Today they announced the fifteen nominated titles for the three categories in the Prize of the Leipzig Book Fair, Germany's big springtime literary award.
Non-fiction ranges from pop theory to an analysis of changing fashions to a biography of Max Weber. Translations come from Norwegian, American English, Japanese, French and Romanian, and here are the fiction nominations:
Fabian Hirschmann: Am Ende schmeißen wir mit Gold
A debut novel that's being compared to Wolfgang Herrndorf's Tschick and Thomas Klupp's Paradiso, possibly because it's about a young man from a comfortable background going on a road trip, it would appear. I'd say it's closer to Klupp, but only because I hate the protagonist already, from the short sample I've read. Not that that's necessarily a bad thing.
Per Leo: Flut und Boden
The embarrassing pun in the title gives it away – a grandson named Per is fascinated by the story behind his Nazi grandfather and his Goethe-obsessed great-uncle, who grew up in a villa on the River Weser. It might be interesting, or it might be another personal reckoning with Germany's dark twentieth century history. Of course, it might also be both.
Martin Mosebach: Das Blutbuchenfest
Conservative Germany's favourite old man contrasts a garden party with the outbreak of war in Yugoslavia. I suspect there will be lots of deplorable wealthy people doing debauched things, while the Bosnian cleaning lady looks on in horror and enjoys the simple pleasures in life. Certainly, she gets innocently naked on page 10. But people do so love his style.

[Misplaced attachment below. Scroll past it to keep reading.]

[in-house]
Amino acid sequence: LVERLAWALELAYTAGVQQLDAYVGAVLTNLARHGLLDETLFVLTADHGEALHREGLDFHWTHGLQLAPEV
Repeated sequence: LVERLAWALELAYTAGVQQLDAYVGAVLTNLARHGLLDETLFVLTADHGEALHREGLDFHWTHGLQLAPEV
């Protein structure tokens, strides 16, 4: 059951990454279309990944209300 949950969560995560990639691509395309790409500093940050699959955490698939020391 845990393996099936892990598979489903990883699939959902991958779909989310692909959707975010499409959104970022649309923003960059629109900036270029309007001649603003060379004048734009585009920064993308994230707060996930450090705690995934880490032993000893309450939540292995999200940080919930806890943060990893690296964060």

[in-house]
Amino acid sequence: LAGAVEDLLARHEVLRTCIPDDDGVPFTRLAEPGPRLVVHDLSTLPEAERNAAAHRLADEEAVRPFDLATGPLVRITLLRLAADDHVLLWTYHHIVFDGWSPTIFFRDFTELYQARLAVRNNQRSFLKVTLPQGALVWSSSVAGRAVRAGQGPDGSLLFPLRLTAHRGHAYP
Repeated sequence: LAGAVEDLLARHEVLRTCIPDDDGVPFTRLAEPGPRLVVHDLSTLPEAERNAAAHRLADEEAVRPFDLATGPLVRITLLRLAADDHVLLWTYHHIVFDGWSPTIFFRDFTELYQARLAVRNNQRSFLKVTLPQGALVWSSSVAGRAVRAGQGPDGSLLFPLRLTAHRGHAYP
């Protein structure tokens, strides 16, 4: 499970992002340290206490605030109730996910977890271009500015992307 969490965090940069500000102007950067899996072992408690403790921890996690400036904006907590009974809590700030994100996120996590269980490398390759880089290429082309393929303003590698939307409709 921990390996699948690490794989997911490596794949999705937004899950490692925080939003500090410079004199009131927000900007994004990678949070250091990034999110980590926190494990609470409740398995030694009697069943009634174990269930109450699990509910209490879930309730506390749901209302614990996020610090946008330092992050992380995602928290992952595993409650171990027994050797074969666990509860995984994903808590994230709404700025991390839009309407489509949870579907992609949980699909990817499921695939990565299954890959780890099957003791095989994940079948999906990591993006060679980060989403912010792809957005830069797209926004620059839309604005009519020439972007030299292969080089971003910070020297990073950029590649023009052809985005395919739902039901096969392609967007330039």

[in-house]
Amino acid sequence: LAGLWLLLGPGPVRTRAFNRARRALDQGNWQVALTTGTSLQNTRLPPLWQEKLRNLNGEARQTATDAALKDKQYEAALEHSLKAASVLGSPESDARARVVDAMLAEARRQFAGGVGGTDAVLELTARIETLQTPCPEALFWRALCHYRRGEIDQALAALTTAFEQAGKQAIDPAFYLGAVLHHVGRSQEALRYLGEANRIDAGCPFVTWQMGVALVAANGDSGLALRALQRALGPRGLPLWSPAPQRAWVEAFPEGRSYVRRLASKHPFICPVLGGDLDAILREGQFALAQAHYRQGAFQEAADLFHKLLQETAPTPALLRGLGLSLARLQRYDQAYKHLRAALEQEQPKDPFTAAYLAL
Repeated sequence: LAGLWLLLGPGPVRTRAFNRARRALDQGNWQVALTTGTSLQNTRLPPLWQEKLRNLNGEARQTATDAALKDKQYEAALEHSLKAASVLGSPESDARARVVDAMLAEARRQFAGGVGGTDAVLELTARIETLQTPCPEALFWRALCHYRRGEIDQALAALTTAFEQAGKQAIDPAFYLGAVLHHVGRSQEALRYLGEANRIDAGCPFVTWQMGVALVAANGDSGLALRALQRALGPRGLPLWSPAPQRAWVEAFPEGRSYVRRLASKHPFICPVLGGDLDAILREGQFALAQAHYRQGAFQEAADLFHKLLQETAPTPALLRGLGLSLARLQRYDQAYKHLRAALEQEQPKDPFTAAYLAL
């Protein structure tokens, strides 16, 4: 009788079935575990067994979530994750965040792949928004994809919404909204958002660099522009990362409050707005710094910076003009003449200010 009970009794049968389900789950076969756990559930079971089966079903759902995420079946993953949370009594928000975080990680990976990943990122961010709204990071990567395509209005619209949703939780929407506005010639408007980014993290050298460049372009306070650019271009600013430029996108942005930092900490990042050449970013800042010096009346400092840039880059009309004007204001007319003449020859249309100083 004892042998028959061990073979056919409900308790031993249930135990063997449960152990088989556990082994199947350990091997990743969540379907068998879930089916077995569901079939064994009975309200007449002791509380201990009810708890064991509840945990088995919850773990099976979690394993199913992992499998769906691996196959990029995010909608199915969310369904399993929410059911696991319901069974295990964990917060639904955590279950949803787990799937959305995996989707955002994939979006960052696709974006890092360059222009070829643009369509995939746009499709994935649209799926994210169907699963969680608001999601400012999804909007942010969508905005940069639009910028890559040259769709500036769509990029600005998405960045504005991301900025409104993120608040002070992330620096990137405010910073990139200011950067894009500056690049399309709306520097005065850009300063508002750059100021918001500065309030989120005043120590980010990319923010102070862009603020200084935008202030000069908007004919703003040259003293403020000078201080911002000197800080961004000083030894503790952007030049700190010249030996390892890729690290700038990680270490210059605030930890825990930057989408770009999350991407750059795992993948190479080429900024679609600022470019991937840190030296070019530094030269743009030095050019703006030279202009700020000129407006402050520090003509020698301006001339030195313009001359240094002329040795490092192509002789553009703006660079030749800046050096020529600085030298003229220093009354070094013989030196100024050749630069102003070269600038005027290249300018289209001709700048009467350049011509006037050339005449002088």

Katja Petrowskaya: Vielleicht Esther
I shall be reading this one, most definitely. Petrowskaya won the Bachmann Prize last year with an extract from the manuscript, and it was good, solid, touching writing. Rights have already sold to fourteen countries and everyone's talking about it. Her family history (Jewish, Ukraine) in short chapters or stories, with the first-person narrator reflecting on whether it's OK to write about them and whether the stories are true, as far as I recall. I think it might win.
Saša Stanišić: Vor dem Fest
Another personal must. I've heard the author read from the manuscript twice now and enjoyed it enormously. As did the Döblin Prize judges, who gave him the bi-annual award for unpublished manuscripts. Stories, myths, characters from a Brandenburg village, swooping between the centuries – with a quiet humour that Stanišić worked hard to get pitch-perfect.
The winners will be announced at the book fair in Leipzig on 13 March.